By Kyle & Olivia Brady | Founders of Drivin' & Vibin' | We use affiliate links and may receive a small commission on purchases.

This Monday our word of the week is SECURITY. We’ve been asked many times, in many different ways, how do we deal with RV security?

In this article we’ll discuss what security means to us and the different tools we use to obtain “peace of mind” on the road.

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Security & Safety is a State of Mind

We’re big believers in the idea that “security & safety” is just a state of mind. No matter where we may be, unexpected situations are always possible. Rather than focusing our energy on the unexpected, we like to follow our instincts and use a little common sense when traveling & setting up camp.

Having a home on wheels gives us control of where we visit and spend the night. If we feel uncomfortable, we leave. It’s as simple as that.


Before arriving to a new site, be it Walmart, a campground or  a boondocking site, we always do research. Reading reviews on Campendium and Free Campsites gives us a good understanding about the safety of a camping location. Many times we’ll go a step further and research the local community online.

There have been specific times this research has payed off. We’ve had friends unfortunately have their bikes stolen at a boondocking site we passed-up due to reports of theft in the reviews.

Considerations When Setting Up Camp

Before unhitching the camper we like to scout out the area and see what type of vibes we get from the location. We take note of the amount of traffic and whether the traffic seems to be locals or fellow campers.

If we feel good enough to unhitch and set up camp, and depending on the site, we’ll park within eyesight of other campers or under a light in a parking lot. If the location is out in the boonies with no one else around, we’ll set up where the view is beautiful and position ourselves to be able to exit efficiently if need be.

We feel most safe & secure when boondocking deep in nature. In these situations, the only people we’ve encountered have been like minded travelers looking for peace and solitude. Cell signal is important to us in case of an emergency – if we don’t have any at the campsite, we like to be aware of the area where it becomes available again.

Precautions When Leaving Camp

If we feel safe enough to sleep somewhere, we also feel safe enough to leave our camper there and venture into town. We do lock everything up; the trailer hitch, the camper door, the truck bed and the generator.

We understand that locks don’t guarantee security, but they do add an additional layer of protection.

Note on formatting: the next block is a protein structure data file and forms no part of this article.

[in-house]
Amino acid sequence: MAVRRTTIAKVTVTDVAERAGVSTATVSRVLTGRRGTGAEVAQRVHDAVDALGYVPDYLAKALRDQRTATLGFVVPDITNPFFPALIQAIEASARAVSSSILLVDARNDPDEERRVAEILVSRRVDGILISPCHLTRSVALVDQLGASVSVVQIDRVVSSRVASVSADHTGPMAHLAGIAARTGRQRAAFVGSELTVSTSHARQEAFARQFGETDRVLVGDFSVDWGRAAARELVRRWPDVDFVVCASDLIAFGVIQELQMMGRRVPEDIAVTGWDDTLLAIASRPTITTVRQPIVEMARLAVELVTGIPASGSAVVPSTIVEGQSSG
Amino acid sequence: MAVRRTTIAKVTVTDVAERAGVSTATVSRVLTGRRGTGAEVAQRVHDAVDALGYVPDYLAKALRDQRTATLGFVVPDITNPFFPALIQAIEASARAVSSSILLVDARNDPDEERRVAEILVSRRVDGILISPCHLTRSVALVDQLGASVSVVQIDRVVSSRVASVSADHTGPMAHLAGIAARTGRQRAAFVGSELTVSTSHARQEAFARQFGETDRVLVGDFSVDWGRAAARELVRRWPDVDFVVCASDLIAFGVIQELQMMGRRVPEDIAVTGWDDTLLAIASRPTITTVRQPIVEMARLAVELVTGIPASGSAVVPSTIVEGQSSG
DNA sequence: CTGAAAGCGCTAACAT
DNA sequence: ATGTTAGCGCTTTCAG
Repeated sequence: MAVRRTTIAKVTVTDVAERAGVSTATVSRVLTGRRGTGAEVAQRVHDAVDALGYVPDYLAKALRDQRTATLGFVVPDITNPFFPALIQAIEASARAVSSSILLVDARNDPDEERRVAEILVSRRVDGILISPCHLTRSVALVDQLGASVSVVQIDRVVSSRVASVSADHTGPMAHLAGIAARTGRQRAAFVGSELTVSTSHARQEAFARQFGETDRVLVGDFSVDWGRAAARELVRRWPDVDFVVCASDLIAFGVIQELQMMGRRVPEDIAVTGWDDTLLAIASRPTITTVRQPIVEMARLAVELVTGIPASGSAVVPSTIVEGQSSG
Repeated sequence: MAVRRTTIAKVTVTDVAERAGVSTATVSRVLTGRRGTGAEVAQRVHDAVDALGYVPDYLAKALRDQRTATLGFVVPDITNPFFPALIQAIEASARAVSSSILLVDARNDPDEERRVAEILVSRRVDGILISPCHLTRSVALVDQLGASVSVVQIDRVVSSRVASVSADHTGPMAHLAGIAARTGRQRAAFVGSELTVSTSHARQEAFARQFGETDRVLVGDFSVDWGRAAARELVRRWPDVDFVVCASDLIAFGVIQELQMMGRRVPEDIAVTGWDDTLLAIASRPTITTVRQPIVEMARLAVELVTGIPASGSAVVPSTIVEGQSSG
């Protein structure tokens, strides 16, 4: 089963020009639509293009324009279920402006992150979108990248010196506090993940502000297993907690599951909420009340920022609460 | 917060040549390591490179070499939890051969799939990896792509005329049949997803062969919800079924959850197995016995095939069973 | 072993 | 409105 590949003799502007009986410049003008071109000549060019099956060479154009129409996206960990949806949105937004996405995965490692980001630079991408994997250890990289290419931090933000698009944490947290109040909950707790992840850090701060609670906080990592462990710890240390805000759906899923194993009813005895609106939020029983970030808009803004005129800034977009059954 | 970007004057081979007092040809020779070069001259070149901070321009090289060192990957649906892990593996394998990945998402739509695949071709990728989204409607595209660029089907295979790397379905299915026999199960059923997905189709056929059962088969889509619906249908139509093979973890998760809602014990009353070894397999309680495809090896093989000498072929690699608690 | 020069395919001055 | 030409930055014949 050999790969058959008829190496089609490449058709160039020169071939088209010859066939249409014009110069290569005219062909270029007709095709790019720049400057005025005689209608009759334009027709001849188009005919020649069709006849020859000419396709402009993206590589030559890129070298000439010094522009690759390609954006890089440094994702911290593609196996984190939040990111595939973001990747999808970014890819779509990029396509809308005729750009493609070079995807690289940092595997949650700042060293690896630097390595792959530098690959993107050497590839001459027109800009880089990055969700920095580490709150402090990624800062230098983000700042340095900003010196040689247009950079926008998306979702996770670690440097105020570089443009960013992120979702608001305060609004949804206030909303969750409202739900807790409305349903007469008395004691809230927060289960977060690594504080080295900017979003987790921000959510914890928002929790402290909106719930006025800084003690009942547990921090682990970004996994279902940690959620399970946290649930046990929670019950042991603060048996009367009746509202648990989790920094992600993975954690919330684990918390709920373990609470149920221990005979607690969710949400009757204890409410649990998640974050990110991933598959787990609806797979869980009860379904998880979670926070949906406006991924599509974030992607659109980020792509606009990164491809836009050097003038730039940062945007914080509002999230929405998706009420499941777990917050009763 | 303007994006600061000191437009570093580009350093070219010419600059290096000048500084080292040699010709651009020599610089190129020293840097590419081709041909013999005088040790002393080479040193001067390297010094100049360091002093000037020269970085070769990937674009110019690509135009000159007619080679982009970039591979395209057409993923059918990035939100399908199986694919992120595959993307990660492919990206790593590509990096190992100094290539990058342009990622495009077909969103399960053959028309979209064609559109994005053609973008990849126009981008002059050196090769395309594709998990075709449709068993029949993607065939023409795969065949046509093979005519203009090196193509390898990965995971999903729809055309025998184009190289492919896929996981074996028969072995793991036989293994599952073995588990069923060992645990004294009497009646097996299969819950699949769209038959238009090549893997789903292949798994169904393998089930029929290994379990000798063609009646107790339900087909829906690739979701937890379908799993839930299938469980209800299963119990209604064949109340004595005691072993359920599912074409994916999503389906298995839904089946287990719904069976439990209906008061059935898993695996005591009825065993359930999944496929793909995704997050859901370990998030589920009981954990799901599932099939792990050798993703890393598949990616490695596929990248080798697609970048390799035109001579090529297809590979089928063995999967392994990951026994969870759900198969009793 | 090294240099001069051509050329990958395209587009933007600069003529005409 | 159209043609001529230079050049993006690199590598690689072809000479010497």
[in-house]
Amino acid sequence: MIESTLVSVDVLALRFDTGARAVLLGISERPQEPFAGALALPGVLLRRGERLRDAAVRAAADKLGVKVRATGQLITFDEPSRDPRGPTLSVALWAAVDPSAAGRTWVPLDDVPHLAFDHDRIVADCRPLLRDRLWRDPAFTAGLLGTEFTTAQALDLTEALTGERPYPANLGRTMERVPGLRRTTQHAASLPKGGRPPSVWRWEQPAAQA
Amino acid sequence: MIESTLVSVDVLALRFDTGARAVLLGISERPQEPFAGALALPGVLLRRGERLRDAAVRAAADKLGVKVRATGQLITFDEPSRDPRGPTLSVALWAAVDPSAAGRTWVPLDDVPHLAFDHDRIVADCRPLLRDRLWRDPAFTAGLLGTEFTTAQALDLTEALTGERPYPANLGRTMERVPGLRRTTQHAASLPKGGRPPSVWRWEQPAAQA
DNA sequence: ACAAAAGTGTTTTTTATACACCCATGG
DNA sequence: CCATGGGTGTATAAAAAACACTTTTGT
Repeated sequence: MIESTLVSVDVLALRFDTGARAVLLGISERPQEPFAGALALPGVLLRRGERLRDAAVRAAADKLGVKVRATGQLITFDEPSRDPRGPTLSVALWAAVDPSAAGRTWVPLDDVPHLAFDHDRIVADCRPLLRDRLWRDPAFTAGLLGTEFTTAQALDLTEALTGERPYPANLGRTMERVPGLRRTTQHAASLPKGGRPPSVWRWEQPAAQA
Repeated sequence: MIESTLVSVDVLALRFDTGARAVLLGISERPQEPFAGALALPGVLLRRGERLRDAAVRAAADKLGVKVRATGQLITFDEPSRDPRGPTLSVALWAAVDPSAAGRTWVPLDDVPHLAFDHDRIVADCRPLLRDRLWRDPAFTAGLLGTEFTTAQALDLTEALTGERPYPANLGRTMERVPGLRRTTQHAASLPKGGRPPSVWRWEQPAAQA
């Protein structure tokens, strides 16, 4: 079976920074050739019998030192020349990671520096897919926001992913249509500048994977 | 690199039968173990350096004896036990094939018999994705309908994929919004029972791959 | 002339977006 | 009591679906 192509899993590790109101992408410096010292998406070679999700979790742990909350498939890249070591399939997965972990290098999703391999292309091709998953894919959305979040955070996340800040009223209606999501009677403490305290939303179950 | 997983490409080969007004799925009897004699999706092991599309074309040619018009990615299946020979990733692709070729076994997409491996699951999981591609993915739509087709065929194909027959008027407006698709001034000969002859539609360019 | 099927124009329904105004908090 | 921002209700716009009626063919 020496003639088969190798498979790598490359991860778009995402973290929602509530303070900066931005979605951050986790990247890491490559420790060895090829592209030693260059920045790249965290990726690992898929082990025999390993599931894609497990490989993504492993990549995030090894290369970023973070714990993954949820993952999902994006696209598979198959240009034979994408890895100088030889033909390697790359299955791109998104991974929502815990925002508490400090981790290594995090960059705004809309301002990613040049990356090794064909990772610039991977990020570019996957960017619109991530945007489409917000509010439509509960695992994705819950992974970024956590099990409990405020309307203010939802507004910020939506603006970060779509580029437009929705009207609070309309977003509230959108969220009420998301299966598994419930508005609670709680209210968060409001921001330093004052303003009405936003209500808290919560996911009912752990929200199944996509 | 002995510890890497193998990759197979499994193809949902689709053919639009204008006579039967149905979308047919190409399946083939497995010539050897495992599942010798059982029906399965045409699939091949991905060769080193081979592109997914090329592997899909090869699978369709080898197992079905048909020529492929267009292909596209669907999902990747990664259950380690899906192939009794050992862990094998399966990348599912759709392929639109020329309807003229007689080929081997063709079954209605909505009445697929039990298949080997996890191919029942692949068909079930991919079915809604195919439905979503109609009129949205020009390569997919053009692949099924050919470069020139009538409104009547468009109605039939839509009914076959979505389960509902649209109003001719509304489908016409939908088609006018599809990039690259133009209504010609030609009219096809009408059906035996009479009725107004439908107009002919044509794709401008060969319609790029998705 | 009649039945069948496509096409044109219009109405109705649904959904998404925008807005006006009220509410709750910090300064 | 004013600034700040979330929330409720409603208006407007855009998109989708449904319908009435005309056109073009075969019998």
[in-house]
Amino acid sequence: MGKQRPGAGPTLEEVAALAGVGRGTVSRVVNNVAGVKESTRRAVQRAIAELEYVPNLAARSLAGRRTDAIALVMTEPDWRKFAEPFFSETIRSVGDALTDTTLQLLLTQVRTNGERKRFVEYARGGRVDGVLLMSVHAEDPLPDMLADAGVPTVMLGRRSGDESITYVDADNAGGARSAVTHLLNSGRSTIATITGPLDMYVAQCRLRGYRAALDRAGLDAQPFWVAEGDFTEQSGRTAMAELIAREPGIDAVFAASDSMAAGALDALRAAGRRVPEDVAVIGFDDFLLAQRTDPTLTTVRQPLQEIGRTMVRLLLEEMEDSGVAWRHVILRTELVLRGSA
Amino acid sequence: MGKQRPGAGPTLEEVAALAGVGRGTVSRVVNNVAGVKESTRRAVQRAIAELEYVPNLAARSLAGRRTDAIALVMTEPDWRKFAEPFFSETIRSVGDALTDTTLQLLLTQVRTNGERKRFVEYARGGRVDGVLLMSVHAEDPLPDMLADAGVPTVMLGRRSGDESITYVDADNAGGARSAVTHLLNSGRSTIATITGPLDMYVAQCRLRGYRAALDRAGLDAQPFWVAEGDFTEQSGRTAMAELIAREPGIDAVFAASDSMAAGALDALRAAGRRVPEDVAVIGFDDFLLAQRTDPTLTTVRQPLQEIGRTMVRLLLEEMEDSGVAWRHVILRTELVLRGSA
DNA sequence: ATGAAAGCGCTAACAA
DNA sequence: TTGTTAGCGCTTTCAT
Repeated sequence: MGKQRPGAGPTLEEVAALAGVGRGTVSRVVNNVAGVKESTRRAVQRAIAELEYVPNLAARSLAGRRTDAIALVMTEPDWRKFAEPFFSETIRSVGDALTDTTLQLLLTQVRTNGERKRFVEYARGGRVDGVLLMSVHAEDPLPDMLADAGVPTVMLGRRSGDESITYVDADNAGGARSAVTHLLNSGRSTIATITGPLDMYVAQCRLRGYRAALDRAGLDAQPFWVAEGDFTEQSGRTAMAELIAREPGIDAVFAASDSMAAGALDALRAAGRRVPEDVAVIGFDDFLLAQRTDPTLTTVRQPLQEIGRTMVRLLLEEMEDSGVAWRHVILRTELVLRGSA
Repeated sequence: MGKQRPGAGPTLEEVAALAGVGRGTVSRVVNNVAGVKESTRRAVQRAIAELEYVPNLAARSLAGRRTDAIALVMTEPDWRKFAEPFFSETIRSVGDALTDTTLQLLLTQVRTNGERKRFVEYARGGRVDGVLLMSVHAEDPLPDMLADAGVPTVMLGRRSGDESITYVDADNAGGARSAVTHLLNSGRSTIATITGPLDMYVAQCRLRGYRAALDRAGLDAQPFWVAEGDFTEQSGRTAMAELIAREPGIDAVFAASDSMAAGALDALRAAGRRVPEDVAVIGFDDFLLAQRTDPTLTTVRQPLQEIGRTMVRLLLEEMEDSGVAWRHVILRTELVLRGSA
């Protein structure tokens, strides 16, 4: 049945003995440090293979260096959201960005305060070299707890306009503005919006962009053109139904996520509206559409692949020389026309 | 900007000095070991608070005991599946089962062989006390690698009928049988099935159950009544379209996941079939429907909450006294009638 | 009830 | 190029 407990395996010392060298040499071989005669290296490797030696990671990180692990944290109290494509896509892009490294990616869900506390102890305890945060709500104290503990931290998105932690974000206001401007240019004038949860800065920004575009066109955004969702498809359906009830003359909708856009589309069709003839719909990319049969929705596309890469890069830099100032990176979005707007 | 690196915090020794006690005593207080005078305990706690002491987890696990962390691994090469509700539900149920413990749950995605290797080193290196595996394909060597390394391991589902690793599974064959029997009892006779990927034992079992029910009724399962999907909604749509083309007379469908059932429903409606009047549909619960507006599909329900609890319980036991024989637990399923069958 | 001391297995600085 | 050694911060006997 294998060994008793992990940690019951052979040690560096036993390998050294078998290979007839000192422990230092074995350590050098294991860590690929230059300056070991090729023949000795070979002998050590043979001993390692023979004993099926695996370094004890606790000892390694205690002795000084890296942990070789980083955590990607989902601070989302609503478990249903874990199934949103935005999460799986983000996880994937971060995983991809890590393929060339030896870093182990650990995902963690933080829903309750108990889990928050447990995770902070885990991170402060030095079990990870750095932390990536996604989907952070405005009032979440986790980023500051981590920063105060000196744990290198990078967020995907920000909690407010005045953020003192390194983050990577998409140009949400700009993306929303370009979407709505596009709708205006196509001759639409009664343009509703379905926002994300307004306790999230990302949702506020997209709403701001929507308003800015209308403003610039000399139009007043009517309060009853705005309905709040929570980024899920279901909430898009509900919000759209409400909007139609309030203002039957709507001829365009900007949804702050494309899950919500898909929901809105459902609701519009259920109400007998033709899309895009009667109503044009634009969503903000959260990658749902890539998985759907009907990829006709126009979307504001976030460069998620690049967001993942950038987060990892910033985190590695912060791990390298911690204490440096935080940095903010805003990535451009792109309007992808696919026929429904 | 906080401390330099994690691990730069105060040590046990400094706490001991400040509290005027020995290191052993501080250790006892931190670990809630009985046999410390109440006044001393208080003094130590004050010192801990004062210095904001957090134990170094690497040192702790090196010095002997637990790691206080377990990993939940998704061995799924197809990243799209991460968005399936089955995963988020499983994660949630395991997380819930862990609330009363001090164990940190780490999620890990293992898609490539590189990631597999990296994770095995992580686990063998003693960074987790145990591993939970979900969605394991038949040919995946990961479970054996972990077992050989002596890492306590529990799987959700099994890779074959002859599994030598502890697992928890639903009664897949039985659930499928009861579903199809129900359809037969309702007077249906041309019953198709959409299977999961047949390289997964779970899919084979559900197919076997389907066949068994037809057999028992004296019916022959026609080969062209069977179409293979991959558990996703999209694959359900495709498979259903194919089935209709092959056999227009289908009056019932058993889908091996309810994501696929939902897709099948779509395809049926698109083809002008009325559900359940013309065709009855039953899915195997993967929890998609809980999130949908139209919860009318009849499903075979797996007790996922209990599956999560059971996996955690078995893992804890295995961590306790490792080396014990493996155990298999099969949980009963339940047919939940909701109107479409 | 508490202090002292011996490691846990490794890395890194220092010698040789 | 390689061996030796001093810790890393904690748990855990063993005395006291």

Most importantly, we chose this life to embrace minimal living. We don’t have many belongings of material value, and even fewer that are essential to our happiness. On a typical day, the most expensive item left inside the rig is our composting toilet! 🙂


Everyone has a different idea of safety and security. The routines that work for us won’t work for everyone. Living in the present and not fearing the things we can’t change is the best tool we have for feeling safe & secure. Full time RV living is an amazing lifestyle that has introduced us to so many kind people; our faith in human-goodness has only been increased because of it!

UPDATE: We’ve begun work on a new music project! In April we’ll enter the recording studio to capture an album inspired by life on the road. If you’ve found our blogs informative or inspirational, please give this a look. We need your help to complete the album.


Thanks for reading our blog. Help support our mission – to live freely and deliberately – by checking out our Etsy store or shopping Amazon through our link.

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  1. Your security and safety precautions are on the money! I’ve been camping for 30 years (boondocking and campgrounds) and have never had anything stolen although, like you, I take common sense precautions. But thefts at campgrounds do occur. If I were traveling with a trailer, I would get a Denver boot for one wheel in addition to your trailer hitch lock. They’re expensive and rather heavy but very intimidating and difficult to defeat if it’s a quality boot that covers most of the rim. Happy Travels…you’re doing it right!

  2. I n addition to your great, common sense precautions, a big dog works well as a deterrent. I tend to travel and camp alone, I never worried about a single thing when I had my 100# Shepard. Planning on getting another one when I retire to full time RVing

  3. We’ve campground hosted and my personal observation is people tend to get sloppy with security when they’re at popular public parks. There’s something about being out in what can seem like an idyllic setting that makes people forget to lock up bikes or stow their fishing gear. There might also be some sort of perverse safety in numbers effect: if the campground is full, people are less paranoid than they would be if they were the only people there. It doesn’t occcur to them that the really friendly guy a couple sites over is capable of quietly stealing their fly fishing rods or their cordless leaf blower.

    1. Nan…you make an interesting and worthwhile point. But a leaf blower? Seriously? LOL…have never seen that one! Takes all types I guess!

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